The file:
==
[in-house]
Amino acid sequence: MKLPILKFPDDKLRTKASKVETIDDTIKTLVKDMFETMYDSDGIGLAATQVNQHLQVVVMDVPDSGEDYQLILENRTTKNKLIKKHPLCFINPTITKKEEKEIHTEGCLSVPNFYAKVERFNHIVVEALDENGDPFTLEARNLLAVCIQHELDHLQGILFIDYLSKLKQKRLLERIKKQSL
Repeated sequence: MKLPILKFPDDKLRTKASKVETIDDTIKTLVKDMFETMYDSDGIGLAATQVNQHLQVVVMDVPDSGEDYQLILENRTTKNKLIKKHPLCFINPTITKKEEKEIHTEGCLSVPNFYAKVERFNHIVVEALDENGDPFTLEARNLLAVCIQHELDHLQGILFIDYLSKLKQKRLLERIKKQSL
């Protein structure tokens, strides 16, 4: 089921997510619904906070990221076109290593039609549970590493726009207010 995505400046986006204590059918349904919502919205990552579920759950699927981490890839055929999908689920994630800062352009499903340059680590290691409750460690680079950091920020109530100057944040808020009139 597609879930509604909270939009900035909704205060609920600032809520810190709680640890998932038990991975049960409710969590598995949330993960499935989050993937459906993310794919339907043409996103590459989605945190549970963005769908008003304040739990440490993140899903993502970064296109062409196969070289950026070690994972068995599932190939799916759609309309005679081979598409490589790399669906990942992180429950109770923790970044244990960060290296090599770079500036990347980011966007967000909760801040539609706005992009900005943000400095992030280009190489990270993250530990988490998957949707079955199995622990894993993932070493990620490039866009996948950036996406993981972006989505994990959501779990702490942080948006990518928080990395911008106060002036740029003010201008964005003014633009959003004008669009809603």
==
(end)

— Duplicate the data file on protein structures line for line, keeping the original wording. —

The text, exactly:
[in-house]
Amino acid sequence: MKLPILKFPDDKLRTKASKVETIDDTIKTLVKDMFETMYDSDGIGLAATQVNQHLQVVVMDVPDSGEDYQLILENRTTKNKLIKKHPLCFINPTITKKEEKEIHTEGCLSVPNFYAKVERFNHIVVEALDENGDPFTLEARNLLAVCIQHELDHLQGILFIDYLSKLKQKRLLERIKKQSL
Repeated sequence: MKLPILKFPDDKLRTKASKVETIDDTIKTLVKDMFETMYDSDGIGLAATQVNQHLQVVVMDVPDSGEDYQLILENRTTKNKLIKKHPLCFINPTITKKEEKEIHTEGCLSVPNFYAKVERFNHIVVEALDENGDPFTLEARNLLAVCIQHELDHLQGILFIDYLSKLKQKRLLERIKKQSL
């Protein structure tokens, strides 16, 4: 089921997510619904906070990221076109290593039609549970590493726009207010 995505400046986006204590059918349904919502919205990552579920759950699927981490890839055929999908689920994630800062352009499903340059680590290691409750460690680079950091920020109530100057944040808020009139 597609879930509604909270939009900035909704205060609920600032809520810190709680640890998932038990991975049960409710969590598995949330993960499935989050993937459906993310794919339907043409996103590459989605945190549970963005769908008003304040739990440490993140899903993502970064296109062409196969070289950026070690994972068995599932190939799916759609309309005679081979598409490589790399669906990942992180429950109770923790970044244990960060290296090599770079500036990347980011966007967000909760801040539609706005992009900005943000400095992030280009190489990270993250530990988490998957949707079955199995622990894993993932070493990620490039866009996948950036996406993981972006989505994990959501779990702490942080948006990518928080990395911008106060002036740029003010201008964005003014633009959003004008669009809603």